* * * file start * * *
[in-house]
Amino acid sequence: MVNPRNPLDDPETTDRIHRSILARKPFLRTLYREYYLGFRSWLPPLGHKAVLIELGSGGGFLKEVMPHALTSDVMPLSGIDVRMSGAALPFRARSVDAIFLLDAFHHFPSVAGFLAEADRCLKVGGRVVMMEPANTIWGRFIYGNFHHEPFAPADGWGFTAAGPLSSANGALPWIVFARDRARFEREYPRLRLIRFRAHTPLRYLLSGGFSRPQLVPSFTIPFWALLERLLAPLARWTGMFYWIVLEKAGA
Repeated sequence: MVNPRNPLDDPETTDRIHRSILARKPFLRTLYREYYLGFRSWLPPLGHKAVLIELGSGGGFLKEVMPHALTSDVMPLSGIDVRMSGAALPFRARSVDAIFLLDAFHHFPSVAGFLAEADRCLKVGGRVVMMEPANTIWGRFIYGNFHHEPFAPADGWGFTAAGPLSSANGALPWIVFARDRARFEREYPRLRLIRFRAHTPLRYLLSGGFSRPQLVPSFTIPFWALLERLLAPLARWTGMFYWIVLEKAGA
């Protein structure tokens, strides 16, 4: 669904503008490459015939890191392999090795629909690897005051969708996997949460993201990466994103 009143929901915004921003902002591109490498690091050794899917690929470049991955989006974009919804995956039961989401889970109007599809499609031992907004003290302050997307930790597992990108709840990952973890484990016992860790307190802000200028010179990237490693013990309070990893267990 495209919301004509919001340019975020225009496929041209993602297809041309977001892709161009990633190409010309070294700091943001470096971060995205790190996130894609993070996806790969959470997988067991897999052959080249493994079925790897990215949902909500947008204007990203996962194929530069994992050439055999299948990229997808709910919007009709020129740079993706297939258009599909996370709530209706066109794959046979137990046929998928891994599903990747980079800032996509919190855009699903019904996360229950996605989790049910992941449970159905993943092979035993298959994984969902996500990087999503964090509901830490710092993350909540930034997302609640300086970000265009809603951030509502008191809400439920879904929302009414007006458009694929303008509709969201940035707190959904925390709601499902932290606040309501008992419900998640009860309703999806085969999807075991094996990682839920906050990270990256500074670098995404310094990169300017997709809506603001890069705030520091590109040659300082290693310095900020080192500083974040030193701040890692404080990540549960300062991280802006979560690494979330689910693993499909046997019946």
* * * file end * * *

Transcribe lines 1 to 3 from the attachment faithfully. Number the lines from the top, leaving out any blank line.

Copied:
[in-house]
Amino acid sequence: MVNPRNPLDDPETTDRIHRSILARKPFLRTLYREYYLGFRSWLPPLGHKAVLIELGSGGGFLKEVMPHALTSDVMPLSGIDVRMSGAALPFRARSVDAIFLLDAFHHFPSVAGFLAEADRCLKVGGRVVMMEPANTIWGRFIYGNFHHEPFAPADGWGFTAAGPLSSANGALPWIVFARDRARFEREYPRLRLIRFRAHTPLRYLLSGGFSRPQLVPSFTIPFWALLERLLAPLARWTGMFYWIVLEKAGA
Repeated sequence: MVNPRNPLDDPETTDRIHRSILARKPFLRTLYREYYLGFRSWLPPLGHKAVLIELGSGGGFLKEVMPHALTSDVMPLSGIDVRMSGAALPFRARSVDAIFLLDAFHHFPSVAGFLAEADRCLKVGGRVVMMEPANTIWGRFIYGNFHHEPFAPADGWGFTAAGPLSSANGALPWIVFARDRARFEREYPRLRLIRFRAHTPLRYLLSGGFSRPQLVPSFTIPFWALLERLLAPLARWTGMFYWIVLEKAGA